BP: The change was profound. I spent much of the next two years of my life at meetings with museum professionals, other professional organizations, foundations, and government agencies advocating this perspective. You saw dramatic changes in the MAP and Accreditation reviews because of this work. Foundations such as the Pew Charitable Trust and MetLife stepped forward with funds to support new initiatives in museums that embraced their work. These were ground-breaking initiatives.

ST: For museum educators, Excellence and Equity was a great manifesto that paved the way for new program experiments and formats. At The Brooklyn Museum, it provided fuel to bring in outside evaluators to help us conduct research about the impact of our educational programs on the participants. It empowered us to define the nature of the work we were doing and then structure professional development that we needed to hone our skills. We used the language of Excellence and Equity to articulate for students, their families and district administrators, the unique attributes of museums–the collections, the experts, and the architectural spaces–that represent an academic tradition of excellence and provide a model of learning that is engaging.

GA: Education evolved into the visitor-centered museum in the ensuing years. Many institutions shifted the nature of exhibitions, programs and the public engagement they offered. Conversely, I think diversifying boards, staff, and volunteers made little progress in the 90s (and even now).

EHG: Even though we were unaware of the long-lasting effect Excellence and Equity would have when it was written, we hoped to make a difference in the field. We were sincere in our work and respectful of each other even when enmeshed in passionate disagreement. In retrospect, the activity of creating Excellence and Equity was a model of political best practice. We all were trying to come to an agreed new cooperative space without losing our deeply-held positions. I wish for that process to be used more widely now. Clearly, the issue of winners and losers is more paramount than ever considering today’s American politics.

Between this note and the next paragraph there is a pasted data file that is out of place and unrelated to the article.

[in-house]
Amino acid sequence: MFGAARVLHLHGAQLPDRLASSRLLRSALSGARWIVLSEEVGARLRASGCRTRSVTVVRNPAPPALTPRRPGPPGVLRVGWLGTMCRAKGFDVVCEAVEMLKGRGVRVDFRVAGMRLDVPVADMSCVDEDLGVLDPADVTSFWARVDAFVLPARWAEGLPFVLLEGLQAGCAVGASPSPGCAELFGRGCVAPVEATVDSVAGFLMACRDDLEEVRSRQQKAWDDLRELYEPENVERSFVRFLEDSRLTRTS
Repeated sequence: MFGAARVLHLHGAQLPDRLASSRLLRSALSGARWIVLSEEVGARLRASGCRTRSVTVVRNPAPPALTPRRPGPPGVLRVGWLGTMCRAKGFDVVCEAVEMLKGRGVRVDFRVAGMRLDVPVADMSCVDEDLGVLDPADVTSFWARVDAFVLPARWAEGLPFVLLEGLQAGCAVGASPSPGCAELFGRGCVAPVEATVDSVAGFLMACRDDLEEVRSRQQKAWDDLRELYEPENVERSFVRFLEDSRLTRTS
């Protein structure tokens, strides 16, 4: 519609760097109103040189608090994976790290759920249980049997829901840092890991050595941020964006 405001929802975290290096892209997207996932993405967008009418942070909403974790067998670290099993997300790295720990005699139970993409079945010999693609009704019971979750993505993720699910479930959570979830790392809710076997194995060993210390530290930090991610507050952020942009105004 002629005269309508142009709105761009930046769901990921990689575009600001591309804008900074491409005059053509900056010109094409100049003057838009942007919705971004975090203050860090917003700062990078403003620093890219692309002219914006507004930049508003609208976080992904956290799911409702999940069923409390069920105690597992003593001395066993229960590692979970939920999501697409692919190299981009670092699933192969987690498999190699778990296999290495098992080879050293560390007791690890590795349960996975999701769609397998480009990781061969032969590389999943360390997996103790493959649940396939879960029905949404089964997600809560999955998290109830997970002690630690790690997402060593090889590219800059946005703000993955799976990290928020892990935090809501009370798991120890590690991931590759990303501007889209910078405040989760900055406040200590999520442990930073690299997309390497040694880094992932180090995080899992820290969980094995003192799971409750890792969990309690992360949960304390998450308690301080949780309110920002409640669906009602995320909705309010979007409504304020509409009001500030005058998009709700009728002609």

GS: How does today’s museum landscape compare to the field when Excellence and Equity was published?

BP: There are similarities between the 90’s and the challenges we are facing now. The issues of changing audiences, finding new ways to connect and engage with them both in the museum and digitally, the shifting demographics of our communities, and other societal issues are all the same challenges we faced in the 90’s. Donor giving is changing, and with the potential demise of IMLS, National Endowment for the Arts (NEA), and National Endowment for the Humanities (NEH), strain is being placed on the entire community.